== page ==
multiplier is R(x) = xsl . The compilation results shows that the proposed LSD-first multiplier doubles the usage of the register compared with the proposed MSD-first multiplier,
also the clock frequency is lower, however, the usage of logic element is less than the
proposed MSD-first one.

Chapter 5
FPGA Implementation of Inverse
Generator
In this chapter, we will introduce the FPGA implementation of a normal basis inverse generator. We first give the architecture of the inverse generator. Then, schemes for each
module of the generator are provided and explained respectively, as well as an algorithm of
the normal basis multiplication over GF(2m ). We also obtain the simulation and compilation result of our designed inverse generator, the gate usage and clock setup are included in
our implementation result. FPGA development tool: Quartus II v9.1 and ModelSim v6.5b.
FPGA model: Stratix II, EP2S60F1020C3.

5.1

The Design of Inverse Generator

Fig 5.1 presents the architecture of the designed normal basis inverse generator [30]. And
Fig 5.2 shows the block diagram for FPGA implementation. Comparing the previous two
figures, the REG2 and 2x -power blocks are replaced by a shift register block, since the 2x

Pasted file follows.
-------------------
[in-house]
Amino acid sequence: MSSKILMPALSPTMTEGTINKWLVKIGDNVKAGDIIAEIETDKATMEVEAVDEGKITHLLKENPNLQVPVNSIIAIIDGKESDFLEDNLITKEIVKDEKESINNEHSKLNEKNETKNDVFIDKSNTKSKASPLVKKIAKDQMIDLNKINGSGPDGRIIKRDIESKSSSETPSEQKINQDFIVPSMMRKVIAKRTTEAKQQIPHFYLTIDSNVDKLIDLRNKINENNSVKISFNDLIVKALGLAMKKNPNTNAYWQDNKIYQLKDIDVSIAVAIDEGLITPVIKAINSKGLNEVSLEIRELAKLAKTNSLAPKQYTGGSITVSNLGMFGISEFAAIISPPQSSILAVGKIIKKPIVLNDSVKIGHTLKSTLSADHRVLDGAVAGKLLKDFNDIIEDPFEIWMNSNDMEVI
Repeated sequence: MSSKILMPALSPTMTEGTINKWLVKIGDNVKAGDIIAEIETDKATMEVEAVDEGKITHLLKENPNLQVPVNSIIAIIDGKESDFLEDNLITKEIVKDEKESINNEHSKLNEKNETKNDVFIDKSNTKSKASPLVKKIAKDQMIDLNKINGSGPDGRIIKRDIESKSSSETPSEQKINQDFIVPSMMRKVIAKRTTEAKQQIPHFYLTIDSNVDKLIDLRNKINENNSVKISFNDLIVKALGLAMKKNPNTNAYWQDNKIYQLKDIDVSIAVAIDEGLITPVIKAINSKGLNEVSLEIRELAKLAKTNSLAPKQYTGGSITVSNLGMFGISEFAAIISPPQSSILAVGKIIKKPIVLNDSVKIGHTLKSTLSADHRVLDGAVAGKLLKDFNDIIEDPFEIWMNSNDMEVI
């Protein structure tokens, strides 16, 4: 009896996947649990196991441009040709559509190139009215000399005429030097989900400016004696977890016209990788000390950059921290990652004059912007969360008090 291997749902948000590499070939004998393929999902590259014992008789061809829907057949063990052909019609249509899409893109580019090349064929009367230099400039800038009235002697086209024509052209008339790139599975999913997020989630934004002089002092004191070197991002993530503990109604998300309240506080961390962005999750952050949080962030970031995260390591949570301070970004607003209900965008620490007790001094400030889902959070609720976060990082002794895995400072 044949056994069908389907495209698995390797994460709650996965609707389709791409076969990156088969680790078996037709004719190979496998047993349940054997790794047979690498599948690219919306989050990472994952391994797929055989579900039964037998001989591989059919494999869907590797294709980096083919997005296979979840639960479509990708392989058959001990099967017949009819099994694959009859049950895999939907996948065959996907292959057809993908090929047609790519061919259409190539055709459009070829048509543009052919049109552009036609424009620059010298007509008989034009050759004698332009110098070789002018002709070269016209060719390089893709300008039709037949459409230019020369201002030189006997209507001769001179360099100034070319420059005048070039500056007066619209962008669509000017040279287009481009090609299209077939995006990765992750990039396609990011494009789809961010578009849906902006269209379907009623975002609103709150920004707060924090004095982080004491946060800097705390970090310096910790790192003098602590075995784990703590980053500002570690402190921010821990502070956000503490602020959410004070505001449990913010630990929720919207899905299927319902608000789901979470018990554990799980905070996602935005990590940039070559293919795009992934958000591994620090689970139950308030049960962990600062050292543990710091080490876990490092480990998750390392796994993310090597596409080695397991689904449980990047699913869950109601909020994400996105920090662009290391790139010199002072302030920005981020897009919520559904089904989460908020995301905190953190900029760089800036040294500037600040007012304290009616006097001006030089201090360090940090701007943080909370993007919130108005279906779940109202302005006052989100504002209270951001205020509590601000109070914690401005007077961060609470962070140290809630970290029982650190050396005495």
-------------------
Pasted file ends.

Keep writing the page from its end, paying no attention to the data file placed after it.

exponentiation operation in normal basis is simply shift operation, see equation (5.1) as an
example. Besides, the normal basis multiplier module is implemented using a digit-level
structure in order to reduce the gate count, and the number of clock cycle will be increased
as a trade off. Also we add some control signals in order to control the operation of the
design: input clk signal to provide system clock; clk1 signal to enable or disable REG1
and REG2 module; input rst signal to restart or reset the inverse generator; output rdy
45

CHAPTER 5. FPGA IMPLEMENTATION OF INVERSE GENERATOR

46

Figure 5.1: Architecture of the designed inverse generator


signal to indicate the final result is generated; and finally, the output ctrl takes the place
of select signal of MUX. In the following subsections, the design of each module will be
introduced.
i

i+x

(2 )2 = 2 2 = 2

5.1.1

(5.1)

REG1 Module

See Fig 5.3 for the REG1 module. The module contains two 163-bit registers, say R0 and
R1, reg out0 is the output of R0 and reg out1 is the output of R1. For each positive
edge of clk1 signal, when rst is logic one, REG1 will load the data from port reg init
into R0; when rst is logic zero, REG1 will load the data from reg in into R0, then at
the same clock cycle, R0 passes its data to R1. rdy acts as an enable signal, when rdy
equals logic one, REG1 remains no change. ctrl signal controls the data selection of

CHAPTER 5. FPGA IMPLEMENTATION OF INVERSE GENERATOR

47

Figure 5.2: Block diagram of the inverse generator for FPGA implementation
MUX module: when rst is one, ctrl signal is set low-level voltage, which is logic zero,
and when rst is zero, ctrl jumps to the opposite voltage level for each positive clock
edge, for example, when rst is zero, the output value of ctrl will be: 1, 0, 1, 0, . . . .